A Space for Dialogue: Fresh Perspectives on the Permanent Collection from Dartmouth’s Students is a unique opportunity within Dartmouth’s senior internship program, which includes museum positions in curatorial, public relations, and educational work. Interns choose objects from the Hood’s permanent collection, write descriptions of the objects, design a space, create a brochure, and conduct a public gallery presentation. The program also allows students to develop art projects and displays within the Hood Museum of Art and on the Dartmouth College campus, creating “spaces for dialogue” between works of art and their viewers.

In her installation, Amanda Manker, Mellon Special Projects Intern, explores concepts of identity and cultural hybridity as expressed in funerary arts from several of the provinces of the Roman Empire. Objects on display include various funeral stelae, painted mummy portraits, and examples of imperial Roman coinage. Romanization, the process whereby Roman customs and values spread across disparate areas of the Roman Empire, is often thought of in terms of a unilateral movement toward a single, homogenous Roman culture. Amanda’s installation, on the other hand, presents examples of the kind of hybrid visual culture that materialized in funeral art from certain key provinces–Syria, Africa Proconsularis (modern Tunisia), and Egypt–during the era when the Roman Empire was at its greatest extent. The context of funerary art offers a special kind of insight into the formation and renegotiation of identity in the provinces, as this historically conservative genre might otherwise be expected to resist the intrusion of imperial culture.

A Space for Dialogue, founded with support from the Class of 1948, is made possible with generous endowments from the Class of 1967, Bonnie and Richard Reiss Jr. ’66, and Pamela J. Joyner ’79.

Center and Periphery: Cultural Hybridity in the Funerary Arts of the Roman Provinces -gallery brochure (PDF)

Objects on view

Click here to read more on student curator and Mellon Special Projects Intern Amanda Manker.

 

 

Faces of Antiquity: Portraiture of the Roman Empire

A SPACE FOR DIALOGUE 64
May 14 through August 27, 2011
At the entrance to the museum

A Space for Dialogue: Fresh Perspectives on the Permanent Collection from Dartmouth’s Students is a unique opportunity within Dartmouth’s senior internship program, which includes museum positions in curatorial, public relations, and educational work. Interns choose objects from the Hood’s permanent collection, write descriptions of the objects, design a space, create a brochure, and conduct a public gallery presentation. The program also allows students to develop art projects and displays within the Hood Museum of Art and on the Dartmouth College campus, creating “spaces for dialogue” between works of art and their viewers.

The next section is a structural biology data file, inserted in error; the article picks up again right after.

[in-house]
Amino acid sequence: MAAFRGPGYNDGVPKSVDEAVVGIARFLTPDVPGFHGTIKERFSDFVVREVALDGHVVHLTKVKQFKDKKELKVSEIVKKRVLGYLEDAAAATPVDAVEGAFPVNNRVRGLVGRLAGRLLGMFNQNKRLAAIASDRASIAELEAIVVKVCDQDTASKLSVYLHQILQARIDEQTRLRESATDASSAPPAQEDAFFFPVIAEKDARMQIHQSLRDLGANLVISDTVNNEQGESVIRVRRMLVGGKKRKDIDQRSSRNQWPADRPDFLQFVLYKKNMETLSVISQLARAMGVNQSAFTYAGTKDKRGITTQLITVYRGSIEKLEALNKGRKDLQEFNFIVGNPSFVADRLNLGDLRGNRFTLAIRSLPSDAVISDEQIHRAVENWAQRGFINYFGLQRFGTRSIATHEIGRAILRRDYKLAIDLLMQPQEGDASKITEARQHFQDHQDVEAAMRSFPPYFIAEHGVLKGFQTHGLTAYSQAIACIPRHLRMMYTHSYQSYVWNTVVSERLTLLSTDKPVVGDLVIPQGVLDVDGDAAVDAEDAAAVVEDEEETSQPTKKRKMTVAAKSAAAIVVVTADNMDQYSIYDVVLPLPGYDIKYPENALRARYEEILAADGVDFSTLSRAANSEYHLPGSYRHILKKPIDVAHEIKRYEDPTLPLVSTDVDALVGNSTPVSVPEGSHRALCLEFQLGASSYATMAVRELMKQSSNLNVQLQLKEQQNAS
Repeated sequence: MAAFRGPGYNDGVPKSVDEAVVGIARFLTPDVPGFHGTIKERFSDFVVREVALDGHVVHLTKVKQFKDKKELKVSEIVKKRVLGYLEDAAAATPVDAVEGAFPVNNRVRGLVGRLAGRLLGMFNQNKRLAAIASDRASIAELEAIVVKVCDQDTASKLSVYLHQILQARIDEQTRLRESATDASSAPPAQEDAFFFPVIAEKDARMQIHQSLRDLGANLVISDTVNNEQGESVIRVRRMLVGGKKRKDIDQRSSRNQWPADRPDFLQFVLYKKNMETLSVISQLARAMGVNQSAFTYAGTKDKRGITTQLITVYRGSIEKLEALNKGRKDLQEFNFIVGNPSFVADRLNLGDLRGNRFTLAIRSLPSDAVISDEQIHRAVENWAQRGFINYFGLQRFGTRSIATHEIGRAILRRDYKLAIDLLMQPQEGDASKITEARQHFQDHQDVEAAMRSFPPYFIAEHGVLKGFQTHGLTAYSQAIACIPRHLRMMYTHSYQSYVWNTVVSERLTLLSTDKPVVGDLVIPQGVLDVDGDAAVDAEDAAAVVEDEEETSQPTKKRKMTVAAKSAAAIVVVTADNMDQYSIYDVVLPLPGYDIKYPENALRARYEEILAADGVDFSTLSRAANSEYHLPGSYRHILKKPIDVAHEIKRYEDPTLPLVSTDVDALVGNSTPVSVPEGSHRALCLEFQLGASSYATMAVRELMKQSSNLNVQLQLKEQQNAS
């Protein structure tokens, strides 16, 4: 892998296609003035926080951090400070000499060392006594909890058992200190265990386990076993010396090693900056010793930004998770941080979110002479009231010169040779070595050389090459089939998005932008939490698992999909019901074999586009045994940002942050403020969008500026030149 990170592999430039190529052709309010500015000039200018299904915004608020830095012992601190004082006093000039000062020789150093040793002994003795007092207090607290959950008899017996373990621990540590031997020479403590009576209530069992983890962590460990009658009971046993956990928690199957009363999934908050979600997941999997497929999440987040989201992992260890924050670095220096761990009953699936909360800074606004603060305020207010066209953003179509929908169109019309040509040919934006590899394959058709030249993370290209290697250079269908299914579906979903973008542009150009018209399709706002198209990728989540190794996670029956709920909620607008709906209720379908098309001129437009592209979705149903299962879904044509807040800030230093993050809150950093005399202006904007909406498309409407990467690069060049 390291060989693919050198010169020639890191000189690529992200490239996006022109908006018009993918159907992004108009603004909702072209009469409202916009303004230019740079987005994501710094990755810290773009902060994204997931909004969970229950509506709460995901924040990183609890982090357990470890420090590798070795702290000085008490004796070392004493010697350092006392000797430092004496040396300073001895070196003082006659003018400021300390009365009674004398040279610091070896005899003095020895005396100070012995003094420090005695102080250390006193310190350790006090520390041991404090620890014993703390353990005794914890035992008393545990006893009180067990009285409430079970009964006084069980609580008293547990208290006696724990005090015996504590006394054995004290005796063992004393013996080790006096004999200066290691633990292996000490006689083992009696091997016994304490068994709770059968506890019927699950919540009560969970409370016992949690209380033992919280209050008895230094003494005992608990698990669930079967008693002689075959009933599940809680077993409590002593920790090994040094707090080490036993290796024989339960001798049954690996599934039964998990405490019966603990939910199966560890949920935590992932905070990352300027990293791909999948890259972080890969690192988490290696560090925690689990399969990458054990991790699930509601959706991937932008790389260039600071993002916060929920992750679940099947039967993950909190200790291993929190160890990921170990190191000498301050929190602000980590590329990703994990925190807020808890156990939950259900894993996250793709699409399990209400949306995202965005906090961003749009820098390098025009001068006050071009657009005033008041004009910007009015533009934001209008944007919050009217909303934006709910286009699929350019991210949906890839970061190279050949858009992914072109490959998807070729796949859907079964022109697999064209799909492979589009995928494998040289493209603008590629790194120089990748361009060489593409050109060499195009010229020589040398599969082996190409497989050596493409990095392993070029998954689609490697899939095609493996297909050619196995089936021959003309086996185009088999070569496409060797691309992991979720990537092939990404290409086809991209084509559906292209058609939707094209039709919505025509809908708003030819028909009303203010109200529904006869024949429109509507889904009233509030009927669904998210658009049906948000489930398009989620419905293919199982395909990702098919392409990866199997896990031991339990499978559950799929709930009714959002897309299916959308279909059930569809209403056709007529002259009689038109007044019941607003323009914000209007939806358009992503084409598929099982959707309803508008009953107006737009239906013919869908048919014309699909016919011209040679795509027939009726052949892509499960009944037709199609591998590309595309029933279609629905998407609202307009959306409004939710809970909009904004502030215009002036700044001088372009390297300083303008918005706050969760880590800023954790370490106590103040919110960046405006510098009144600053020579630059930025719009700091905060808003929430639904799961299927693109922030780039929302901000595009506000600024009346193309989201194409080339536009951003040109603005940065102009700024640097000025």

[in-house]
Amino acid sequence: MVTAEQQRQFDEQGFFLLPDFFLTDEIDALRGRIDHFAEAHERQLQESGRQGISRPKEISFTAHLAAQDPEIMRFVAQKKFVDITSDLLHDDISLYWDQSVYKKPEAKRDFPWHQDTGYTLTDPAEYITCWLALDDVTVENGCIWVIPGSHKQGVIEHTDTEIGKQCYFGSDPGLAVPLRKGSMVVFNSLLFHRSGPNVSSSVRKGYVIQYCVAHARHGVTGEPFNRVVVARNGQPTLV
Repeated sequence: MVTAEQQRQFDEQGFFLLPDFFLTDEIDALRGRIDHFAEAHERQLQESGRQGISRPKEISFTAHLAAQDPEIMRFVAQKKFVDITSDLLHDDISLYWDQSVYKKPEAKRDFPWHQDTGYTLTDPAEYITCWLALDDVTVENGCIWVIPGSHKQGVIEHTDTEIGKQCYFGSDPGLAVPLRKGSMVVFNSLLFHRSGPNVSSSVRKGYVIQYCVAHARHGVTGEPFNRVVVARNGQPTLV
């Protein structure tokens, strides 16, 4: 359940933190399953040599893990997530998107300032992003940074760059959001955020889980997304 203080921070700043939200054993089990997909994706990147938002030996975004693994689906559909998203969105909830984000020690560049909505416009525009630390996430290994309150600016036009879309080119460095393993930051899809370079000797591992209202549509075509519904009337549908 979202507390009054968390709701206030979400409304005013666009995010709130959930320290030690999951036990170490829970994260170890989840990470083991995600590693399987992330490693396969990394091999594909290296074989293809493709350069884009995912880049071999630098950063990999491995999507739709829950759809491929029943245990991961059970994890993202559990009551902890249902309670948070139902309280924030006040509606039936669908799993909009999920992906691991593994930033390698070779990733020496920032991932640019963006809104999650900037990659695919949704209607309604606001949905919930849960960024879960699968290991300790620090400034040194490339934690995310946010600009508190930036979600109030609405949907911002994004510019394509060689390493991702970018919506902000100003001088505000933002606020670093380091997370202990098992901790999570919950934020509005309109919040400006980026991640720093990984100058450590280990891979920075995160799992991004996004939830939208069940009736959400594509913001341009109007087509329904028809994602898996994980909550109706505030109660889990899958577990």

In her installation, senior intern Kasia Vincunas, Class of 2010 explores some of the most widespread variations of ancient portraiture, including funerary painting, sculptural busts, and coinage from ancient Rome.

Faces of Antiquity: Portraiture of the Roman Empire -gallery brochure (PDF)

A Space for Dialogue, founded with support from the Class of 1948, is made possible with generous endowments from the Class of 1967, Bonnie and Richard Reiss Jr. ’66, and Pamela J. Joyner ’79.

A video feature on the Dartmouth Now website. Click here to read more.

 Objects on view

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    Black-figure Siana cup
    Sarcophagus fragment with a reclining Nereid
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    Black-figure hydria
    S.977.201, Nilotic relief thumbnail
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    Draped figure of Dionysos
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    Vase in the form of a bust
    Portrait of a bearded man
    Head of a man, possibly reworked from a portrait of Nero, front view
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    Figure 3. Hearst, Obverse
    YUAG_geniuscucullatus_thumbnail
    Cup with wheel-cut decoration, view with Raising of Lazarus
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    Lamp in the form of a head (1)
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    Head of a man, front view B
    Standing figurine of Jupiter, detail
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    S.977.21_Sarcophagus_thumbnail
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    Red-figure squat lekythos, detail A
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    Denarius of Julius Caesar
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    Sestertius of Hadrian, reverse
    Denarius of Hadrian, reverse
    Denarius of Hadrian, reverse
    Denarius of Hadrian, reverse
    Denarius of Hadrian, reverse
    Denarius of Hadrian, reverse
    Denarius of Hadrian, reverse
    Denarius of Hadrian, reverse
    YUAG 1938.1999, "VOTA PUBLICA"
    Sestertius of Hadrian, reverse
    Dupondius of Hadrian, reverse
    Sestertius of Hadrian, reverse
    Denarius of Trajan, reverse